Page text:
Technology and Turtlenecks

‘Oh wow.’ Those words have not been uttered by any critic who’s seen the new Steve Jobs biopic, imaginatively entitled “Jobs”.

According to his sister Mona Simpson, those were the last words of the late Apple supremo. After his passing in 2011, her eulogy painted the tech billionaire as a humble family man and loving brother, interfacing with death the way he went about life.

You can’t doubt the sincerity of the sentiment. Jobs was adopted as a baby and only met Mona in his late twenties. She records that she’d waited all her life to be loved by a man. She thought it would be her long-lost father, but it turned out to be her rich and famous brother. However, it’s hard not to see the novelist’s craft at work. Mona just happens to be an award-winning writer and Professor of Literature.

I don’t know much about the final stages of pancreatic cancer. But you have to doubt that, in such circumstances, any of us would be sentient enough to say something so snappy and seemingly positive. And, indeed, it turns out the words ‘oh wow, oh wow, oh wow’ were uttered by Jobs, not in his final moments, but some hours earlier – one assumes perhaps in pain or maybe as a morphine pump kicked in. So the story of Steve Jobs’ ‘last words’ is a marketing finale with a flourish which, while alive, he would have enjoyed.

The end of the Steve Jobs’ story isn’t in the movie which stars Ashton Kutcher. Like an early Mac, this version ‘hangs’ in 1997 as Apple began its ‘Think Different’ marketing onslaught. Seemingly, there won’t be an ending in the other Steve Jobs movie either, penned by Oscar-winning screenwriter Aaron Sorkin and due for release next year.

Nonetheless, both films are part of the mythologising of Jobs as a role model, and not just for wannabe tech entrepreneurs. Clad in his habitual black turtleneck, he stares from airport bookstalls as an inspirational figure for the modern world – a spiritual leader in the ghostless machine.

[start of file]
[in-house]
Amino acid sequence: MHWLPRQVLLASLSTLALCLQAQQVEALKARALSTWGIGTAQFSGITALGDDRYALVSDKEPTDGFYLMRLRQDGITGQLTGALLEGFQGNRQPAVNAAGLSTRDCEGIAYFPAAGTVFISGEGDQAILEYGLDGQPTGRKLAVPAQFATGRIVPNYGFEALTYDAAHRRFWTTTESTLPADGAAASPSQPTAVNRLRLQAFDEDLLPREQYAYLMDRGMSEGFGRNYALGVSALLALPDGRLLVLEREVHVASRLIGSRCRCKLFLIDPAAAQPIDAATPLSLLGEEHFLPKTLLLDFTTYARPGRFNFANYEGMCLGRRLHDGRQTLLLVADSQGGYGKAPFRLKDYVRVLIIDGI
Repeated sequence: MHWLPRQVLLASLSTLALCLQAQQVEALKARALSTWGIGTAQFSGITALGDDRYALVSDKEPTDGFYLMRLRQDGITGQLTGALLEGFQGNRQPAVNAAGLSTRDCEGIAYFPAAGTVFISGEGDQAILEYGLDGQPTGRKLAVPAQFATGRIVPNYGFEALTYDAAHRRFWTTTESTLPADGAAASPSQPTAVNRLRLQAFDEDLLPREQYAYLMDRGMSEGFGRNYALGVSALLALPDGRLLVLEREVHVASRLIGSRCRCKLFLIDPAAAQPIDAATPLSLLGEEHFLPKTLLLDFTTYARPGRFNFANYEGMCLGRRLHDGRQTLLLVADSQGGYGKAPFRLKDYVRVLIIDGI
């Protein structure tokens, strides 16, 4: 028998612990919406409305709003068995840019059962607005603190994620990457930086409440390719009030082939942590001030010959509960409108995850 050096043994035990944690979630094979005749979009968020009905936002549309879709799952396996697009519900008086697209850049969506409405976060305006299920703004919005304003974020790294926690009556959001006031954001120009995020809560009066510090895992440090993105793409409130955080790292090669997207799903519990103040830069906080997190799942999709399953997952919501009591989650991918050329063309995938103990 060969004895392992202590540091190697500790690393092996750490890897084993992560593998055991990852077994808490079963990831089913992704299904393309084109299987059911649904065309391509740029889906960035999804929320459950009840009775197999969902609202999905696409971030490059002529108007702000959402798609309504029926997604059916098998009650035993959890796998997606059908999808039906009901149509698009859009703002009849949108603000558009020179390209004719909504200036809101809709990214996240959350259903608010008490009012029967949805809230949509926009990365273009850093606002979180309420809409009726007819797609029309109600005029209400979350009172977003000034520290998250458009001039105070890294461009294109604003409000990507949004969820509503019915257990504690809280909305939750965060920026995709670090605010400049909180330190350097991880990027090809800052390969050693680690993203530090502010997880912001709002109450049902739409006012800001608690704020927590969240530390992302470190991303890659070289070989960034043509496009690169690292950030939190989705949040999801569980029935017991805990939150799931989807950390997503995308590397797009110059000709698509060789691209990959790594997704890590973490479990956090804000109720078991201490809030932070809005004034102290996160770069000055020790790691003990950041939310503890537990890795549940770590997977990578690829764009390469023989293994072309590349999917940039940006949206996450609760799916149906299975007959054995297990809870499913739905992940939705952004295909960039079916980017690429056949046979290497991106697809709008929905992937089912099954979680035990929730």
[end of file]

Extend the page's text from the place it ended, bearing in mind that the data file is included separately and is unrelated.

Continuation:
Of course, no-one wishes to speak ill of the dead. Indeed, many famous lives are often manicured in afterlife. And it seems churlish to challenge it now. But Jobs’ case is baffling – except as marketing hokum and an attempt to cash in. On second thoughts, that fits his legacy perfectly.


The astonishing success of the Apple founder has been the subject of several best-selling biographies. Perhaps the movie producers were inspired by the commercial and critical success of the “The Social Network”, the story of Mark Zuckerberg and the founding of facebook, also written by Aaron Sorkin. The 2010 hit movie garnered three Oscars and around $250 million in box office takings.

Nonetheless, it’s impossible to broach the Jobs’ story without covering the less savoury parts of his life. One of the most common descriptions of Steve Jobs throughout his career was ’assh*le’.

The ’saviour’ of Apple may have mellowed over time but, for all his teenage enthusiasm for Buddhism, he hardly spread serenity. An early episode of Jobs’ ’reality distortion field’ – that’s lying to the rest of us – is instructive. While his girlfriend and first child lived on welfare, he dodged paternity payments by claiming to be sterile.

Never a designer or programmer, young Jobs also duped his friend and later Apple inventor, Steve Wozniak into solving a computer chip problem for Atari. The prize was $5000. As ever, he who steals credit steals cash. Jobs lied to Wozniak and gave him $375 for his efforts, keeping the rest of the money. He took more than 90% of the reward for doing almost none of the work.

At Apple first time round, Jobs’ combination of cohones and serious insensitivity to human decency led to a behavioural style that bordered on sociopath. In a painful boardroom battle, Jobs was ousted for being unfit by temperament and discipline to run the business.